Carbonated strawberries

Here’s some pictures of an experiment I did with strawberries and dry ice (solid carbon dioxide). Dry ice is frozen carbon dioxide which holds a temperature of -78 °C. What is fascinating is that dry ice does not melt – it sublimes, which means that it turns directly into carbon dioxide gas.

The idea was to create a carbonated fruit which gives a sparkling sensation in the mouth. I have used strawberries, but any juicy fruit with a moist surface could be used. Water melons would be perfect!

The chemistry explained in simple terms:


A schematic drawing of the container:


To prevent the plate from touching the dry ice (which would cause the strawberries to freeze), I put in a wooden triangle first.


Put the plate with strawberry halves on top of the wooden triangle. Cover with a kitchen towel (do NOT cover with a tight fitting cover – remember that as CO2 sublimes, it expands, and this would create a huge pressure ultimately resulting in an explosion), and leave for 30 minutes.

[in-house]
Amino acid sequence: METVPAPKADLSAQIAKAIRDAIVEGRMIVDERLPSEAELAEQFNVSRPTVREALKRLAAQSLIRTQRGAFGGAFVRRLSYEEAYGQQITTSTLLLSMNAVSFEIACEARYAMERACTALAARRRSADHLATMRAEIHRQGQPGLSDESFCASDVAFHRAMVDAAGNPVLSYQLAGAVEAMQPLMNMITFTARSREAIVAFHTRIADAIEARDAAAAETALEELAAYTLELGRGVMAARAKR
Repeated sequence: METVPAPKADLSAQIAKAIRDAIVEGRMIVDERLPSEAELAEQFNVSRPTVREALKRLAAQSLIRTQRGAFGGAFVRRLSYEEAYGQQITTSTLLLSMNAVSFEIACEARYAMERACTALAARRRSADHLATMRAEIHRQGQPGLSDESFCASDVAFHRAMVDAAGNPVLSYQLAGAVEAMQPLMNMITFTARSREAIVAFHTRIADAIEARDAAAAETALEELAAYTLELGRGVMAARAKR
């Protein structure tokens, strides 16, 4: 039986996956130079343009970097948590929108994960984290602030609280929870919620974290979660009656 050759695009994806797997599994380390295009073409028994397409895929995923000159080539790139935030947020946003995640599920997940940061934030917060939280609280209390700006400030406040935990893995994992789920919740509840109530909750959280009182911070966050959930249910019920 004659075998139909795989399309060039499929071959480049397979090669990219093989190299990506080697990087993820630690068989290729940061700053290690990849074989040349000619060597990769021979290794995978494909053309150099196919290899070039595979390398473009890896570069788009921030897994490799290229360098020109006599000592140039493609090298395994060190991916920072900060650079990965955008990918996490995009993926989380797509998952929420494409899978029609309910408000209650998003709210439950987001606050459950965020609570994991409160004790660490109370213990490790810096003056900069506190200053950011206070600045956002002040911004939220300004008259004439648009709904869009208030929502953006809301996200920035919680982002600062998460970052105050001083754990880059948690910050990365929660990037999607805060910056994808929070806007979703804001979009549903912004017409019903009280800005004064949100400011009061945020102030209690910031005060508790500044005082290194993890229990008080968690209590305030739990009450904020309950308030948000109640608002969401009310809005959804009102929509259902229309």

Eat and enjoy!

Update: Carbonated fruit the iSi way!

Tags: , , , , , ,
Filed under: experiments, fun with food, molecular gastronomy, recipe, science


  1. Oskar Says:

    Just a thought, if you have a pressure cooker then you probably can get a hell of a lot more CO2 in your treats and you don´t have to be worried about an explosion.

  2. Ψ*Ψ Says:

    I just made these and they’re awesome! Thanks!!

  3. Mo Says:

    I tried this with orange slices (I’ll try in spring with strawberries) and it didn’t work very well, even with a cap that made a little pressure. I think this happened because in oranges water is closed in those little “drop-shaped bags” (sorry but I don’t know the correct word in English). I think I will try again with another juicy fruit, or I’ll wait for strawberries to grow in my garden…

  4. Martin Lersch Says:

    Mo: Assuming you sliced the orange so as to expose the interior of the juice sacs to CO2, I can think of another possible explanation. At low pH, the following equillibrium will be shifted to the right: